But how? Well, sea ice is bright and reflective: 80 percent of the sunlight that hits it is reflected back into space. But when sea ice melts, the dark ocean surface is exposed which, by contrast, absorbs 90 percent of the sunlight striking it. And when oceans become warmer, more sea ice melts, and suddenly you have a dangerous and powerful positive feedback loop — a runaway train.

What is Going On?

Thirty or so years ago, the sea ice in the Arctic Ocean was mostly old, thick ice that survived year-round. It was surrounded by seasonal ice that was much younger, thinner, and more vulnerable to changing temperatures. But with climate change, more and more Arctic sea ice hasn’t lasted long enough to withstand warming summers — and that puts the entire Arctic at risk to melting, causing sea levels to rise and ice to retreat in a big, big way. That’s not good for the Arctic, and it’s not good for the planet.

Big Oil — Disaster of Their Own Making

We know that when we burn dirty fossils, harmful greenhouse gases like carbon dioxide are released into our atmosphere. Because of that, the climate is changing, sea and land ice is melting, and sea levels are rising.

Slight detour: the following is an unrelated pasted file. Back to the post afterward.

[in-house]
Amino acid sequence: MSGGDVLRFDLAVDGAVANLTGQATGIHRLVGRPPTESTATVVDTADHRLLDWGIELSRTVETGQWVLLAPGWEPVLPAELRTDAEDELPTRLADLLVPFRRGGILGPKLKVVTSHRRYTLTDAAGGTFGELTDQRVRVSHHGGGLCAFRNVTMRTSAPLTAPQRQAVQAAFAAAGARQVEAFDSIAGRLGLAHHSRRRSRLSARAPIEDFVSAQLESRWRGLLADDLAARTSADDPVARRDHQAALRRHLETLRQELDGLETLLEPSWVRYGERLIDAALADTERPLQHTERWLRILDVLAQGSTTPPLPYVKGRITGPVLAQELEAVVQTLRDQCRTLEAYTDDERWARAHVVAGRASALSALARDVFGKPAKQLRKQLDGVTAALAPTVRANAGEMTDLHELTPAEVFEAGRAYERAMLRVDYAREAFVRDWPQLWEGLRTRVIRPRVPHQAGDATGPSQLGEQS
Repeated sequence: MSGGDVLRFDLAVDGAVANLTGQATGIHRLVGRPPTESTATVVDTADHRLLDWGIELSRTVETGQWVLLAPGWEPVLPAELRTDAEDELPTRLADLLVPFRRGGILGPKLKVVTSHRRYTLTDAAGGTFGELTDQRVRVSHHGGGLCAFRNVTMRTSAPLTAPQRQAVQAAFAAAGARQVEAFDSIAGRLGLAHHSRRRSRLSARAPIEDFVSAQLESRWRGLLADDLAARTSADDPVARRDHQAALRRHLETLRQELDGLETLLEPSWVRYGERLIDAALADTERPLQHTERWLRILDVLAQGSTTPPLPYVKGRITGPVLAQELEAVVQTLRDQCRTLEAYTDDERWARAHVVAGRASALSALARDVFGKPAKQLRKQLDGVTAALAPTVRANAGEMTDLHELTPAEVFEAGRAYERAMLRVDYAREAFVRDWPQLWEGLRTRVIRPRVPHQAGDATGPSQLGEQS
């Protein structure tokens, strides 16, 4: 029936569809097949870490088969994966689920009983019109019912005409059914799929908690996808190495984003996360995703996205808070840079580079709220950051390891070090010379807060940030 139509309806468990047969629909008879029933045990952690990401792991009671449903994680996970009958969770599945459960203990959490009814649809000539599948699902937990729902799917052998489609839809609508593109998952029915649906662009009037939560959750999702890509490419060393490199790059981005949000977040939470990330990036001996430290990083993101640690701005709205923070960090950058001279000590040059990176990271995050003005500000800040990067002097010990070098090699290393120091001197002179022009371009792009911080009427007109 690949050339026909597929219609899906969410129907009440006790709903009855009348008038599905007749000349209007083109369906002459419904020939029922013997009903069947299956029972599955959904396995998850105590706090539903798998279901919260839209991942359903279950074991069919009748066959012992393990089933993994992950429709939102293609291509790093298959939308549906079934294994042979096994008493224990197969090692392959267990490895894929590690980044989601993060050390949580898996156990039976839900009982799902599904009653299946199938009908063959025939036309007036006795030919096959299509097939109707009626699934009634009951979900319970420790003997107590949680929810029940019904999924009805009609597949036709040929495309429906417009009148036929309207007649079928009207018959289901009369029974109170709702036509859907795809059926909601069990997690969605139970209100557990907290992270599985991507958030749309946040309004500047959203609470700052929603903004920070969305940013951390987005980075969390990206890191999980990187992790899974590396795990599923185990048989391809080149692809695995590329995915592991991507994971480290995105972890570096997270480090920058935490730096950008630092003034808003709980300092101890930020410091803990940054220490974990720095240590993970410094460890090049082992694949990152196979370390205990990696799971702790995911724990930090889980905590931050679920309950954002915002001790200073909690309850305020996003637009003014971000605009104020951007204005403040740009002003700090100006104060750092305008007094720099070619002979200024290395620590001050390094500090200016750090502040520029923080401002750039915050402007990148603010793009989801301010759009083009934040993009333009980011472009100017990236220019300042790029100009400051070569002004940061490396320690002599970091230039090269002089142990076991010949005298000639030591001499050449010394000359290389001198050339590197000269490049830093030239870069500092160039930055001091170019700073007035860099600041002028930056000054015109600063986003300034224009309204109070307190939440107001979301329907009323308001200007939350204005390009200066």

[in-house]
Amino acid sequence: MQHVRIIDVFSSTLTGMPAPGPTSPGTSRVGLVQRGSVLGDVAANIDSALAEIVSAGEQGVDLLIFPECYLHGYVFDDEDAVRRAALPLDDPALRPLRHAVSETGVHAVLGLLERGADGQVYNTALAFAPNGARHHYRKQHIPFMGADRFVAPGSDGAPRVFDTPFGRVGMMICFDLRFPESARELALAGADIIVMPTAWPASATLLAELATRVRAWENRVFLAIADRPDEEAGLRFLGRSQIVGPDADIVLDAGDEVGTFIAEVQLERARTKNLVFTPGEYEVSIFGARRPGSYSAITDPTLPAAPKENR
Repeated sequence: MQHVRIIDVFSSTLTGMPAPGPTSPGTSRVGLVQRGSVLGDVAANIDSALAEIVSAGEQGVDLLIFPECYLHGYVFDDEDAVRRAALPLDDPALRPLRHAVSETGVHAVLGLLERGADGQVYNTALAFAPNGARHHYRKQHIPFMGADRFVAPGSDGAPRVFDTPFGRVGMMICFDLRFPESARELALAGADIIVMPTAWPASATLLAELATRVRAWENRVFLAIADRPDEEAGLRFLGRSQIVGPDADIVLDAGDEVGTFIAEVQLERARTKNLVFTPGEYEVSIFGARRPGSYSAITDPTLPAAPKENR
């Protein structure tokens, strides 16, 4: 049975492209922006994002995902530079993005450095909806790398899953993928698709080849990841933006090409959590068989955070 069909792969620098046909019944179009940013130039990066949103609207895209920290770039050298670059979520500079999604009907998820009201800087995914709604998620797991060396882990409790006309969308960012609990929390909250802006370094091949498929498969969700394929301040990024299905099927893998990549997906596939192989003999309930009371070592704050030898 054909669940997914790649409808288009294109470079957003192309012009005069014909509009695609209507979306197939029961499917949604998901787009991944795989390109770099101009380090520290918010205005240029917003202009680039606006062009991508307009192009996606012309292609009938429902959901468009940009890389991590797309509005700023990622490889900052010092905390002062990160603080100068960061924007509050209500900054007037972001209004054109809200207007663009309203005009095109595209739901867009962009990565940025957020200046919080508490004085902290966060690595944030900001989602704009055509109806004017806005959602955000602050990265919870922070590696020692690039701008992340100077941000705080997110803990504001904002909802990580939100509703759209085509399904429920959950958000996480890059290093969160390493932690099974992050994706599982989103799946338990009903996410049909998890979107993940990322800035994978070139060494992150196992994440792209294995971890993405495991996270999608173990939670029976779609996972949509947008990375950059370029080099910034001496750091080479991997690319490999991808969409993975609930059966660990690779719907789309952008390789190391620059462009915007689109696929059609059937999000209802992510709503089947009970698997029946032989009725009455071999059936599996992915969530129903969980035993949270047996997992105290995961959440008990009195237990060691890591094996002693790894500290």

But Big Oil may be able to profit off of melting sea ice — a disaster of their own making. Melting sea ice makes parts of the Arctic Ocean accessible that once were not, opening up new offshore drilling opportunities for at least 90 billion barrels of crude oil. But, climate impacts notwithstanding, drilling in the Arctic is a particularly risky endeavor. Huge, moving icebergs, strong winds and big waves, along with colder temperatures during the winter, make spills more likely as well as more difficult to clean up......


  1. No one million square kilometers of ice extent this year. It was a "very, very dark, dark race horse" as a verse of one of my favourite George Harrison's songs goes. Probably not even a new record, 2012 will hold that. But 2016 was missing a probable key component of that which would most aid a record melt season. 2016 has come from behind and will probably come within a whisker of 2012 and 2012's perfect storm of sun at the right time. The amount of ice as determined by the agreed upon model, NISDC based on extent (and not area or volume) is will be still some 3 million square kilometers too much.